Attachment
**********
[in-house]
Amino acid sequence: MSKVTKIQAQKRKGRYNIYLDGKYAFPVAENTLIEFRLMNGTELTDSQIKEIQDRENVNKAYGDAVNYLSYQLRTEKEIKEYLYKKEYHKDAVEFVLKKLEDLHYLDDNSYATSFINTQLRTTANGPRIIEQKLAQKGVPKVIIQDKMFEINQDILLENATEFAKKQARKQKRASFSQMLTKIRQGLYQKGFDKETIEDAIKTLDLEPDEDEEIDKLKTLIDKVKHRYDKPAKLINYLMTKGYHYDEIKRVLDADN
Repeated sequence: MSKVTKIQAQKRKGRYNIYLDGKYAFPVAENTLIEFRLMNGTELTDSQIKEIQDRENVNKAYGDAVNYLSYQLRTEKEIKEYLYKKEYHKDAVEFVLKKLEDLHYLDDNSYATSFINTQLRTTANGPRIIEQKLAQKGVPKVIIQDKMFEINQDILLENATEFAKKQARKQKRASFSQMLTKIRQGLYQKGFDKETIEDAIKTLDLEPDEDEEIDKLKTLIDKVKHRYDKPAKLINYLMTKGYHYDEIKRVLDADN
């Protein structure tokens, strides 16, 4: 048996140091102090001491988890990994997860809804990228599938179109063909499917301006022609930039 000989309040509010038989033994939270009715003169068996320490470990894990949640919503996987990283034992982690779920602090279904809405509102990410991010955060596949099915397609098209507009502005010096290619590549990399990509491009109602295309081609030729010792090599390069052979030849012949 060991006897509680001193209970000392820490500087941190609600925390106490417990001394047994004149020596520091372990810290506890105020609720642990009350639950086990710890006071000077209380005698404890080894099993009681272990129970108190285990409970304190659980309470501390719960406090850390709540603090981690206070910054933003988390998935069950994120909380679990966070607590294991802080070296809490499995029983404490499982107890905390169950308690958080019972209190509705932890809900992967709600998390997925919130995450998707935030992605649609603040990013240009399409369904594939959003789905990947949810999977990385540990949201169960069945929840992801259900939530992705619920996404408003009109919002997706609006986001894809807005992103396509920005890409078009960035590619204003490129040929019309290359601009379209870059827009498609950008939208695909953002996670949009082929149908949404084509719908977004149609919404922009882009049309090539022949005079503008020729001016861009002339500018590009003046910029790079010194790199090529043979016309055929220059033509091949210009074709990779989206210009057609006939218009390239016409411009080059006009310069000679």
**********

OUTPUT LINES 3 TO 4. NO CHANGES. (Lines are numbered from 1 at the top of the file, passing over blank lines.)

Repeated sequence: MSKVTKIQAQKRKGRYNIYLDGKYAFPVAENTLIEFRLMNGTELTDSQIKEIQDRENVNKAYGDAVNYLSYQLRTEKEIKEYLYKKEYHKDAVEFVLKKLEDLHYLDDNSYATSFINTQLRTTANGPRIIEQKLAQKGVPKVIIQDKMFEINQDILLENATEFAKKQARKQKRASFSQMLTKIRQGLYQKGFDKETIEDAIKTLDLEPDEDEEIDKLKTLIDKVKHRYDKPAKLINYLMTKGYHYDEIKRVLDADN
């Protein structure tokens, strides 16, 4: 048996140091102090001491988890990994997860809804990228599938179109063909499917301006022609930039 000989309040509010038989033994939270009715003169068996320490470990894990949640919503996987990283034992982690779920602090279904809405509102990410991010955060596949099915397609098209507009502005010096290619590549990399990509491009109602295309081609030729010792090599390069052979030849012949 060991006897509680001193209970000392820490500087941190609600925390106490417990001394047994004149020596520091372990810290506890105020609720642990009350639950086990710890006071000077209380005698404890080894099993009681272990129970108190285990409970304190659980309470501390719960406090850390709540603090981690206070910054933003988390998935069950994120909380679990966070607590294991802080070296809490499995029983404490499982107890905390169950308690958080019972209190509705932890809900992967709600998390997925919130995450998707935030992605649609603040990013240009399409369904594939959003789905990947949810999977990385540990949201169960069945929840992801259900939530992705619920996404408003009109919002997706609006986001894809807005992103396509920005890409078009960035590619204003490129040929019309290359601009379209870059827009498609950008939208695909953002996670949009082929149908949404084509719908977004149609919404922009882009049309090539022949005079503008020729001016861009002339500018590009003046910029790079010194790199090529043979016309055929220059033509091949210009074709990779989206210009057609006939218009390239016409411009080059006009310069000679």